First one was as a data analyst between January 2018 and May 2018, when I conducted data analysis of the Engineering Directorate's IT infrastructure and associated processes. During those four months, I was featured as Nasa’s JSC Intern of the Week. I also joined the Intern Student Council and was elected video committee chair. As chair, it was my duty to organize and produce a video encapsulating the Nasa internship experience. This project allowed me to take a closer look at the people behind Nasa, and I found myself inspired by their diverse backgrounds and expertise.
The second one was as a software engineer intern at Mission Control Center (MCC) between January 2019 and May 2019, where only employees with high-profile badges are admitted without an escort. My work directly supported the International Space Station, and I was responsible for software design, implementation, testing, maintenance and user support. MCC is the most important and highly secured building of Nasa, because this is the control room for all the rocket launches and important mission support. I was featured as the intern of the week too during the second internship.
Nasa experience is unbelievably incredible — I was surrounded by some of the brightest people in the country, working on some of the most unique projects in the world. I met people whose backgrounds range from aerospace engineering to physics to communications. At Nasa, you get a bit of everything.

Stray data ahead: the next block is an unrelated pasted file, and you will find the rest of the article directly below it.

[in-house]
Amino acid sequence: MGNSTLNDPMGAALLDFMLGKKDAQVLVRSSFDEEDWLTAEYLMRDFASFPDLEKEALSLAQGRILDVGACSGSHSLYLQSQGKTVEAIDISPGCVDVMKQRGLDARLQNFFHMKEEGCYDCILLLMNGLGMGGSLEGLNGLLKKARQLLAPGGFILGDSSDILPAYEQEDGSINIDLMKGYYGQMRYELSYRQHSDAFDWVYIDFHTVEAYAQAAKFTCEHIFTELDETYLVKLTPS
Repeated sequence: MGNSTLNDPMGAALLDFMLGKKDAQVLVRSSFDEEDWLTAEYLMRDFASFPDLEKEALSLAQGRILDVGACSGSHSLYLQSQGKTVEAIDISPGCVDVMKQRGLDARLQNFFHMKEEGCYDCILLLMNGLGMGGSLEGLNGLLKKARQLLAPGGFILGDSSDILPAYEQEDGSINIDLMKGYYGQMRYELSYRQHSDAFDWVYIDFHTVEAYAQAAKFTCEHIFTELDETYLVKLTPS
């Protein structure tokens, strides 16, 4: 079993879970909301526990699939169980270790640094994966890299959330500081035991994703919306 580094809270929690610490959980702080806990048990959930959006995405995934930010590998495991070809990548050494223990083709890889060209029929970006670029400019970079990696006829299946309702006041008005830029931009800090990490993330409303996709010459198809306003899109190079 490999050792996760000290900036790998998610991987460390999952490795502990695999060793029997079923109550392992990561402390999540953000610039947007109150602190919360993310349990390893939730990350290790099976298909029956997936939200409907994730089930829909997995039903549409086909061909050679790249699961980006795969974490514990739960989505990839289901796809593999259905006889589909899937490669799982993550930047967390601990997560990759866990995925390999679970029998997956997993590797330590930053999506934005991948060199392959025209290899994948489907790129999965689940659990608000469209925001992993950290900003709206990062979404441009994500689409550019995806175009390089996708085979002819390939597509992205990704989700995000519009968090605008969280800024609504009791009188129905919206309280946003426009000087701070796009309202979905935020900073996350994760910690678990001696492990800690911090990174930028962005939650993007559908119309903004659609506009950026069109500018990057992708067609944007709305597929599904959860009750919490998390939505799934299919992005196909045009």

Are there other Bangladeshi or scientists/technicians/officials of Bangladeshi-origin working at Nasa? Any idea what the number is?
I was the only Bangladeshi intern when I was doing my internships, but I did meet two Bangladeshis who are working at Nasa full time. I don’t really know them personally, but I did see them in few places at Nasa, and JSC is a huge place with high security and it has many buildings so it is hard to know everyone who works there.
Tell us something about your academic life, degrees you achieved and about all of your alma mater.
I recently graduated with a Computer Science degree from Wayne State University’s College of Engineering. I was involved in many organizations and I was also working part time at my university as a computer programmer while taking full time classes.
My mom played a huge role in turning me into the person I am today. She has always motivated me to go after my dreams without any fear. In her own words, “Ami chai amar meye akash chhobe, amar meye kono cheler cheye kom noy” (I want my daughter to touch the sky, my daughter is nothing less than any men).
Where did you spend your childhood? When did you leave Bangladesh for the US?
I was born in Bangladesh and came to America in 2009 with my parents. I used to live in Kazitula, Sylhet and my village is in Kodom Rasul, Golapganj. While I was there, I went to the Sylhet Khajanchibari International School and College in Sylhet.
You have any plans to visit Bangladesh anytime soon?
I am planning to visit Bangladesh soon, Insha’allah.
What are you aiming at in future?
My biggest dream was to work for Nasa ever since I was a kid, and now that I have achieved that goal, my only dream now is to keep doing what makes me the happiest.
What will be your advice for young Bangladeshi girls who dream of pursuing science education and frontier research as a career?
I would tell them to go after their dreams fearlessly. It’s okay to fail. I have failed many times, but that didn’t stop me from going after my dreams and working even harder. Dreams do come true if you work hard and stay true to yourself.